IRS Gets Too Much Time To Go After Transferred Assets

Law360, New York (November 19, 2013, 1:53 PM EST) -- The IRS has a wide variety of tools to collect taxes but, as with most creditors, experiences problems when the debtor/taxpayer transfers assets to a third party. Section 6901 of the Internal Revenue Code provides one solution: using the normal IRS administrative processes to assess and then collect from transferees. Alternatively, the IRS can proceed directly to court without assessing the transferee and seek to set aside the transfer and treat the property transferred as still owned by the transferor (taxpayer).

A recent split decision by the Tenth Circuit, in United States v. Holmes[1], addressed this collection alternative (a "direct suit")....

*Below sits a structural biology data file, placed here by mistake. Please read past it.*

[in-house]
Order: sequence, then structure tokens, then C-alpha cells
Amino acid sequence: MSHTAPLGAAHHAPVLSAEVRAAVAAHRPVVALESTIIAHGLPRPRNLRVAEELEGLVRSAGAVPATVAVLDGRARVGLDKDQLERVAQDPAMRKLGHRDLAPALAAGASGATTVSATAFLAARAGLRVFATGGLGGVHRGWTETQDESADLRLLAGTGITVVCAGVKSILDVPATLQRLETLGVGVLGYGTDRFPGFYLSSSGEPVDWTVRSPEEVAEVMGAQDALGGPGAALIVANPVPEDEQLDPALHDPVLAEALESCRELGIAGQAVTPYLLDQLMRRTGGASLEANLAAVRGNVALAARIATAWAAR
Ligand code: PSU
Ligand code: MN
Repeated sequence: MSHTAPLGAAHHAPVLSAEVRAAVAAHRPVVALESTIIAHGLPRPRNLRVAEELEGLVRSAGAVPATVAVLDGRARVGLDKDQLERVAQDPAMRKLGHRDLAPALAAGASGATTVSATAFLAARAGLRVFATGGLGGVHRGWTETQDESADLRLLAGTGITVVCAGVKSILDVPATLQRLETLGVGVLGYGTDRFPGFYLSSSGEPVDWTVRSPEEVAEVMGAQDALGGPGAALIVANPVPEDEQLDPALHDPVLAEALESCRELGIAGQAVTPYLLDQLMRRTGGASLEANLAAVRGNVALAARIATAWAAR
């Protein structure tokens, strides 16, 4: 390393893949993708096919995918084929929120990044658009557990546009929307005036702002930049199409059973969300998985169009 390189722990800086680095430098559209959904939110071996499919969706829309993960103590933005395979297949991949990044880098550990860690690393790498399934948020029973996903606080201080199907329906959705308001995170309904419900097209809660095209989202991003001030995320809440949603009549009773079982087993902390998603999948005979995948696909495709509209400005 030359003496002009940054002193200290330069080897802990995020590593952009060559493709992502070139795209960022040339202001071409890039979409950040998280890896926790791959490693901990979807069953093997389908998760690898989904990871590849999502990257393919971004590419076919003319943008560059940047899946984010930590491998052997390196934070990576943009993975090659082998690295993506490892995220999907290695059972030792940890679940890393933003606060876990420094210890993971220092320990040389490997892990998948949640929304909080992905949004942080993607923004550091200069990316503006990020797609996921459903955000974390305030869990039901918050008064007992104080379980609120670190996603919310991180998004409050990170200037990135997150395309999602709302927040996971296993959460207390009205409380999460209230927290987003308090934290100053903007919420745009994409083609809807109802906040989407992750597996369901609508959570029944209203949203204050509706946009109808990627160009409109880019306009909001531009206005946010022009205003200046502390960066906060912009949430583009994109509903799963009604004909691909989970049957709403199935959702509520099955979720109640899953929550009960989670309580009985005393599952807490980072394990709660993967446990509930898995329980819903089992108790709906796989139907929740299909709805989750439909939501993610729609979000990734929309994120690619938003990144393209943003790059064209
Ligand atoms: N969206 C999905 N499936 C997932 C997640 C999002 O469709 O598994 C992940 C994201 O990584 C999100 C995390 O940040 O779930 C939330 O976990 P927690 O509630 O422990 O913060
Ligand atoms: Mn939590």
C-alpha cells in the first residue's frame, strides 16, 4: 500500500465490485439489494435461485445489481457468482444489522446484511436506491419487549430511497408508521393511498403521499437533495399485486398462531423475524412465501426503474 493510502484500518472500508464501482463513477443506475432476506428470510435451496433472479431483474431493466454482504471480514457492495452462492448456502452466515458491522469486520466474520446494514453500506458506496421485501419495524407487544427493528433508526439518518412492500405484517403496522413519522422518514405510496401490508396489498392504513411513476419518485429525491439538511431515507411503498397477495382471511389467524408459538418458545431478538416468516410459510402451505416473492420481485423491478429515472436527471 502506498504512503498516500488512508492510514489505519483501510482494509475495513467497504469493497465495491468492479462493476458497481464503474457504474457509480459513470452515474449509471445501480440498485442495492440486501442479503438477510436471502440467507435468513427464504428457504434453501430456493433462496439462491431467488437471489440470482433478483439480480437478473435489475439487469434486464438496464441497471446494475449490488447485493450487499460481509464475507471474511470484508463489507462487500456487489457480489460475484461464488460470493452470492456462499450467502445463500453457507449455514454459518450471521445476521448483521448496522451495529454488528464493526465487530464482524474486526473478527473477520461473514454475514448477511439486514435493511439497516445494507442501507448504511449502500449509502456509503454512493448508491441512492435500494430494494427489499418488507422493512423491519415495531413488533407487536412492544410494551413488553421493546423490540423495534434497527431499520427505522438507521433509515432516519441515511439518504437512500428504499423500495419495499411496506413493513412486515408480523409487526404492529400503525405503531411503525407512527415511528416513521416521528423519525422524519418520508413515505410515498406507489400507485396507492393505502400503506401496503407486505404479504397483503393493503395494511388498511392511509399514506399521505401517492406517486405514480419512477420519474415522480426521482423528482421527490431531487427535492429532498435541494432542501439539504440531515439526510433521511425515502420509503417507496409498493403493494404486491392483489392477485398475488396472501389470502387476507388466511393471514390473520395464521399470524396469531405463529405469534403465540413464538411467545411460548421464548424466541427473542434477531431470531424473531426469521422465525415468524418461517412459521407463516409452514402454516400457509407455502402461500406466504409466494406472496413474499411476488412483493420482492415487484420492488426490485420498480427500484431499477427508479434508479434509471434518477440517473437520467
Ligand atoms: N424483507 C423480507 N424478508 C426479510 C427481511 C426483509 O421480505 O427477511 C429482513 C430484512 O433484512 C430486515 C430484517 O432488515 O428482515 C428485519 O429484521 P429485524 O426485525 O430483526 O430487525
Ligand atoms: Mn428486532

Stay ahead of the curve

In the legal profession, information is the key to success. You have to know what’s happening with clients, competitors, practice areas, and industries. Law360 provides the intelligence you need to remain an expert and beat the competition.

  • Access to case data within articles (numbers, filings, courts, nature of suit, and more.)
  • Access to attached documents such as briefs, petitions, complaints, decisions, motions, etc.
  • Create custom alerts for specific article and case topics and so much more!


Related Sections


Government Agencies

Hello! I'm Law360's automated support bot.

How can I help you today?

For example, you can type:
  • I forgot my password
  • I took a free trial but didn't get a verification email
  • How do I sign up for a newsletter?
Ask a question!